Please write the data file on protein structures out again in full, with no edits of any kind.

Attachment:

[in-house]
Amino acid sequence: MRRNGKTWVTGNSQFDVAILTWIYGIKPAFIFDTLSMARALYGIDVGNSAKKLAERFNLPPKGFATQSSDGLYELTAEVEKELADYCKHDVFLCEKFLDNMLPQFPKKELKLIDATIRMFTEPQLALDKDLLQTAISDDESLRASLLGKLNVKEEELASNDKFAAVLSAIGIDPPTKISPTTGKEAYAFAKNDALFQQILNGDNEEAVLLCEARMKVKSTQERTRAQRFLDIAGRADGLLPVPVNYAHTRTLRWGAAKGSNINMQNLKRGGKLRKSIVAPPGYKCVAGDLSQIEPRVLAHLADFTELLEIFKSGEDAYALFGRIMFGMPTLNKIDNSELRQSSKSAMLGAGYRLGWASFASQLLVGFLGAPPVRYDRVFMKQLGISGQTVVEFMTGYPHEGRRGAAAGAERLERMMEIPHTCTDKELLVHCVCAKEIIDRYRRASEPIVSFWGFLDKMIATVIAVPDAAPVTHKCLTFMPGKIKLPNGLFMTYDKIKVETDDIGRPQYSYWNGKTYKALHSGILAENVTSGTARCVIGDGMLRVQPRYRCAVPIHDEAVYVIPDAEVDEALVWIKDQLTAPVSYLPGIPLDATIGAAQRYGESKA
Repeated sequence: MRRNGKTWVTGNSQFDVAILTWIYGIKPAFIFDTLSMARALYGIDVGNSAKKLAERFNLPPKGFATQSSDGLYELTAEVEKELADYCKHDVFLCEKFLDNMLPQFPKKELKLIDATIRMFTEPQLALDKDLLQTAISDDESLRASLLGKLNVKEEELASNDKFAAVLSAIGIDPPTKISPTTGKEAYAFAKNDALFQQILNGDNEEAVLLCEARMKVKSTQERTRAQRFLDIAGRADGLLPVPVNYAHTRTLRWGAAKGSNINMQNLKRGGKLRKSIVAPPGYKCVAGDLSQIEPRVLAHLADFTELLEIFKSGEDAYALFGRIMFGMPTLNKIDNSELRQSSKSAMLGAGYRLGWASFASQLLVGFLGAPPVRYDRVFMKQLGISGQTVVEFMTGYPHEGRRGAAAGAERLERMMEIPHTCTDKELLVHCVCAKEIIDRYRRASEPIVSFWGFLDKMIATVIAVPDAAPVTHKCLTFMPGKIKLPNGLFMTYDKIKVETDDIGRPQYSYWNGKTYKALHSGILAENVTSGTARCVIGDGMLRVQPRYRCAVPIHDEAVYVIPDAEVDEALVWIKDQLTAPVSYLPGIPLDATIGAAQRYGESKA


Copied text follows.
[in-house]
Amino acid sequence: MRRNGKTWVTGNSQFDVAILTWIYGIKPAFIFDTLSMARALYGIDVGNSAKKLAERFNLPPKGFATQSSDGLYELTAEVEKELADYCKHDVFLCEKFLDNMLPQFPKKELKLIDATIRMFTEPQLALDKDLLQTAISDDESLRASLLGKLNVKEEELASNDKFAAVLSAIGIDPPTKISPTTGKEAYAFAKNDALFQQILNGDNEEAVLLCEARMKVKSTQERTRAQRFLDIAGRADGLLPVPVNYAHTRTLRWGAAKGSNINMQNLKRGGKLRKSIVAPPGYKCVAGDLSQIEPRVLAHLADFTELLEIFKSGEDAYALFGRIMFGMPTLNKIDNSELRQSSKSAMLGAGYRLGWASFASQLLVGFLGAPPVRYDRVFMKQLGISGQTVVEFMTGYPHEGRRGAAAGAERLERMMEIPHTCTDKELLVHCVCAKEIIDRYRRASEPIVSFWGFLDKMIATVIAVPDAAPVTHKCLTFMPGKIKLPNGLFMTYDKIKVETDDIGRPQYSYWNGKTYKALHSGILAENVTSGTARCVIGDGMLRVQPRYRCAVPIHDEAVYVIPDAEVDEALVWIKDQLTAPVSYLPGIPLDATIGAAQRYGESKA
Repeated sequence: MRRNGKTWVTGNSQFDVAILTWIYGIKPAFIFDTLSMARALYGIDVGNSAKKLAERFNLPPKGFATQSSDGLYELTAEVEKELADYCKHDVFLCEKFLDNMLPQFPKKELKLIDATIRMFTEPQLALDKDLLQTAISDDESLRASLLGKLNVKEEELASNDKFAAVLSAIGIDPPTKISPTTGKEAYAFAKNDALFQQILNGDNEEAVLLCEARMKVKSTQERTRAQRFLDIAGRADGLLPVPVNYAHTRTLRWGAAKGSNINMQNLKRGGKLRKSIVAPPGYKCVAGDLSQIEPRVLAHLADFTELLEIFKSGEDAYALFGRIMFGMPTLNKIDNSELRQSSKSAMLGAGYRLGWASFASQLLVGFLGAPPVRYDRVFMKQLGISGQTVVEFMTGYPHEGRRGAAAGAERLERMMEIPHTCTDKELLVHCVCAKEIIDRYRRASEPIVSFWGFLDKMIATVIAVPDAAPVTHKCLTFMPGKIKLPNGLFMTYDKIKVETDDIGRPQYSYWNGKTYKALHSGILAENVTSGTARCVIGDGMLRVQPRYRCAVPIHDEAVYVIPDAEVDEALVWIKDQLTAPVSYLPGIPLDATIGAAQRYGESKA